S.H.E. Event

The S.H.E. Event., which happens three times each year, brings together Black-owned businesses to help them gain exposure in the community and learn sound business practices. (Photo provided)

For seven years now, Black business owners have had the opportunity to get their names and products in front of the public at the S.H.E. Event and become better educated in the process about what it takes to operate a successful business.

The S.H.E. Event comes around three times a year — the first week of April, August and December — in an effort to help Black-owned businesses garner more exposure.

The next event is 11 a.m.-6 p.m. Dec. 7 at Lafayette Square Mall, 3919 Lafayette Road.

Admission is free, and attendees can register on the event Facebook page or at eventbrite.com. Sponsorship packages that were still available as of Dec. 3 range from $100 to $1,500.

The event also includes a fashion show and local entertainment.

Almost all of the businesses that participate are hand crafters and what founder Katina Washington called “grassroots companies,” meaning the owners create their own business and products, as opposed to being part of a chain or reselling products they’ve already purchased.

Some of the most common vendors include those selling beauty accessories, hair products and skin care products. There are also boutiques and even Black farmers.

Every S.H.E. Event also has about 10 kids who aspire to become entrepreneurs — or “kid-trepreneurs,” as Washington calls them. They usually have a lemonade stand or bracelets and hair care products that they make on their own.

The first S.H.E Event seven years ago attracted about 75 guests, Washington said, but now there are more than 6,000 people who will be able to browse through 159 Black-owned businesses.

“It definitely grows the business,” said Washington, who is also owner of U~Niq Nation, which has custom accessories, “even the businesses who attend and they don’t have a product to sell right there.”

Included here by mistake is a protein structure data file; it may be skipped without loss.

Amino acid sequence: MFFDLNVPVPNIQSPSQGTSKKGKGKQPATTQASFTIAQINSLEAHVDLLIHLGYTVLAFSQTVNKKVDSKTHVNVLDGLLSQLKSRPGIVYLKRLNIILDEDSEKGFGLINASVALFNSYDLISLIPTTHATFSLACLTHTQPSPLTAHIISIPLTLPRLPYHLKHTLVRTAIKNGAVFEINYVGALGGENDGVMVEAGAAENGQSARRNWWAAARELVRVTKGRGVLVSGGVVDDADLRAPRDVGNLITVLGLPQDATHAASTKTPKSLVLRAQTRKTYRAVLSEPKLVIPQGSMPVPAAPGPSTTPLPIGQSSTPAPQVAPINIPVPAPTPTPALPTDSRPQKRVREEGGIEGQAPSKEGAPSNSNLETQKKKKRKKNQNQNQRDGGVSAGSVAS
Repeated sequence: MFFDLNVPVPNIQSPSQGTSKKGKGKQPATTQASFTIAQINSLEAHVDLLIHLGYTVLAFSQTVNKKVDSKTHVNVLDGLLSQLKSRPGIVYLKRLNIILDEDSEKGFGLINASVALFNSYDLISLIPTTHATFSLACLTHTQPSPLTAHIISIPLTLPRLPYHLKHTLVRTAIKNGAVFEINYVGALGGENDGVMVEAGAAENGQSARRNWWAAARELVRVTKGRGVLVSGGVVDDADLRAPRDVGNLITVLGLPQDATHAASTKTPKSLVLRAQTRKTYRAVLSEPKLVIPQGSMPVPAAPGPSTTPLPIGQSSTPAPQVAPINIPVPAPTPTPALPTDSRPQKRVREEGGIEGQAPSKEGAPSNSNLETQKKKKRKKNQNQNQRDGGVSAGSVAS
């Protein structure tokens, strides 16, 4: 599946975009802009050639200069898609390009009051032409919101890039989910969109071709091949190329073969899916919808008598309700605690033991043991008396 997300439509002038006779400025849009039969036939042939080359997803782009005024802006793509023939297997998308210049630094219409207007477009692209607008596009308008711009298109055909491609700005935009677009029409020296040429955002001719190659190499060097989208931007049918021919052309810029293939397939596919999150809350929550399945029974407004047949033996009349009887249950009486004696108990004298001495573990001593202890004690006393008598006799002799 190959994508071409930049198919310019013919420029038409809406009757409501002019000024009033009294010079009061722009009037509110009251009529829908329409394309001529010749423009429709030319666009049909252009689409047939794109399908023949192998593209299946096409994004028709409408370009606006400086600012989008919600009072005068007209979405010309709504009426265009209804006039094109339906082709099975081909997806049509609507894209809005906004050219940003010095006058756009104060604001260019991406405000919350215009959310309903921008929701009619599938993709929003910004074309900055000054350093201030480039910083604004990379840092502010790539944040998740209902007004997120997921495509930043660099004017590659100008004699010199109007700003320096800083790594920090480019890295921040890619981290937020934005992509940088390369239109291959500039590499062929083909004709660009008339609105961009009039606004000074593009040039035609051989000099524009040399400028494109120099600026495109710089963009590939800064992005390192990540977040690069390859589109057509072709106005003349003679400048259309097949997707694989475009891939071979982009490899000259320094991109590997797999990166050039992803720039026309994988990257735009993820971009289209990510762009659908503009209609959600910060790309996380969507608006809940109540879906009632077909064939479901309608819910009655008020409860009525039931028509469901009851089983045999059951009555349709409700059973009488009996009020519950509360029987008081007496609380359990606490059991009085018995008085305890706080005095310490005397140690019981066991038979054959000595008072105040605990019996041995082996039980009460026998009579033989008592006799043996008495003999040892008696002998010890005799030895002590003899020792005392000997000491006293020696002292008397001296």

Along with the opportunity to attract and retain customers, owners get a basic education on how to make sound business decisions.

Food vendors, for example, learn how to go through the approval process for the health department. And if there’s a vendor who has already done that, they’ll get paired with a business that still needs to do it.

The S.H.E Event also awards college scholarships and business grants at every event.

Jerilyn Lewis, a partner at Jael LLC, said her business has been represented at every S.H.E. Event since starting six years ago.

Jael LLC produces skin care products. Lewis, who operates the business with her sisters, said the event has been helpful in increasing customer recognition, and they’ve been able to build relationships with other business owners. Lewis and her sisters host their own vendor events, for example, and they’ve been able to attract vendors because of the connections they make at the S.H.E. Event.

“It’s a cultural experience,” Lewis said. “… The atmosphere is electric. Everyone’s happy to be there. Everyone’s prideful.”

Contact staff writer Tyler Fenwick at 317-762-7853. Follow him on Twitter @Ty_Fenwick.

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